City-owned CMLC may be removed from supervision of Calgary arena construction
Earlier this week, city council approved a change to its arena deal with the Flames, revealing no details of what the change might be.
City of Calgary’s $ 550 million arena deal with Flames owners was suspended in April due to “a difference between the current budget estimate and program requirements for the facility.” .
âThe costs have increased and, at the end of the day, we have to figure out what we want to build here,â Calgary Mayor Naheed Nenshi said Tuesday, adding that the change did not involve money.
While no details were released after Tuesday’s board meeting, multiple sources told CBC News that the city-owned Calgary Municipal Land Corporation (CMLC) could be removed from its role as project manager overseeing the construction.
CMLC said last week it was not involved in talks between the city and Calgary Sports and Entertainment Corporation (CSEC), owners of the NHL hockey team.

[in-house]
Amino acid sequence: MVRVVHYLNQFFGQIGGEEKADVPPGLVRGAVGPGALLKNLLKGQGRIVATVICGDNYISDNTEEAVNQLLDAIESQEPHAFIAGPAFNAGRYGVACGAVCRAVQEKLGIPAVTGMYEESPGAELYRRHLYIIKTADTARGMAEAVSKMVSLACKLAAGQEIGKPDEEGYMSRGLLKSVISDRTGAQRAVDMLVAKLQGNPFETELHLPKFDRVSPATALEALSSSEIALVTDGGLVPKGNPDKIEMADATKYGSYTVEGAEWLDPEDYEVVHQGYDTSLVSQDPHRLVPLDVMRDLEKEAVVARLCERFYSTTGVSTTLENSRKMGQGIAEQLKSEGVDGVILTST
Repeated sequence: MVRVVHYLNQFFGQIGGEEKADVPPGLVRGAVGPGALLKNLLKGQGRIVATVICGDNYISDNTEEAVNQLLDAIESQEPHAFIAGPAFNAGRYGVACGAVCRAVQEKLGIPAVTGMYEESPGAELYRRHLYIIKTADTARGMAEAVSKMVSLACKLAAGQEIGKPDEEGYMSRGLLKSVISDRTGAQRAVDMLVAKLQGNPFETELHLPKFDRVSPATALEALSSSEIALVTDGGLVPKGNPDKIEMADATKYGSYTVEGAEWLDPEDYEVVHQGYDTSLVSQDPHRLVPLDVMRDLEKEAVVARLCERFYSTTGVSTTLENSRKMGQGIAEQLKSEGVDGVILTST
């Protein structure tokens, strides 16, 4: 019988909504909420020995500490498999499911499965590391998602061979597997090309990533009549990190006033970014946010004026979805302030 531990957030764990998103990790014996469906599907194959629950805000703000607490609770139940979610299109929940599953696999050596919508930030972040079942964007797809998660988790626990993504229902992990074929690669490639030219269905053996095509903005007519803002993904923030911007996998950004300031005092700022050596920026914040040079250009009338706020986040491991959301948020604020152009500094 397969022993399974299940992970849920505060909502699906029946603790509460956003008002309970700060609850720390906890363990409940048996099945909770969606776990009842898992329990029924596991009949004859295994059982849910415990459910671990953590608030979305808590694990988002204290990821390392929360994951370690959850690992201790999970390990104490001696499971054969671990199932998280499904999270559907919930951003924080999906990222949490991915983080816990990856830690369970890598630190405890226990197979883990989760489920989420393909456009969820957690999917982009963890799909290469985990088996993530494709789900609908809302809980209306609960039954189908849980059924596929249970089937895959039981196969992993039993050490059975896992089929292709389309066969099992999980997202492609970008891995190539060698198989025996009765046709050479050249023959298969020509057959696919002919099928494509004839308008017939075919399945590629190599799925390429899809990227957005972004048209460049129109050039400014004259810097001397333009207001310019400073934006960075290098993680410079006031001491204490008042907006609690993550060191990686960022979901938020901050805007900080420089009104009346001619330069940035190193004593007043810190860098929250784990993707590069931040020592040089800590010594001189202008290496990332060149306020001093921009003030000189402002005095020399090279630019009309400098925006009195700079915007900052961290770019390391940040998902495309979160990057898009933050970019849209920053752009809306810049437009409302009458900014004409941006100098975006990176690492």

Concerns about additional funding
Both parties will pay CMLC an ongoing fee over five years, totaling $ 8 million.
Com. Jeromy Farkas said he would be concerned if the CMLC was terminated, given his track record of delivering projects in the East Village.
But on top of that, Farkas said he feared the council would soon be asked for more funds, adding that the reasons for this had to be made public.
âSo I think the reason the budget increased is really relevant here for Calgarians, in terms of whether or not they’re willing to agree to invest more money,â he said.
Com. Jeff Davison said that even if additional funds were to be allocated to the project, the city would recover its additional costs over the 35 years of the agreement.
“The project is not in danger. It’s just about doing business,” Davison said. “There will be no increase in property taxes for Calgarians as a result of the outcome of this deal.”
Earlier this week, Nenshi said the start of construction on the arena would likely be delayed. Construction starting August 1 is a condition of the agreement, but either party can waive that date.
Documents released by the City of Calgary in January 2020 include a clause that requires both parties to share the bill for a cost overrun, up to a maximum of $ 25 million.
Given that, the city could contribute up to an additional $ 12.5 million to match whatever CSEC could add to cover the cost of the arena.
If the city adds more to the deal, sources told CBC News there could be an upcoming discussion with CSEC about increasing the “installation fee” charged on each ticket in the new building, which would allow the city to recover its funds.
The Council is expected to discuss the deal again on July 5.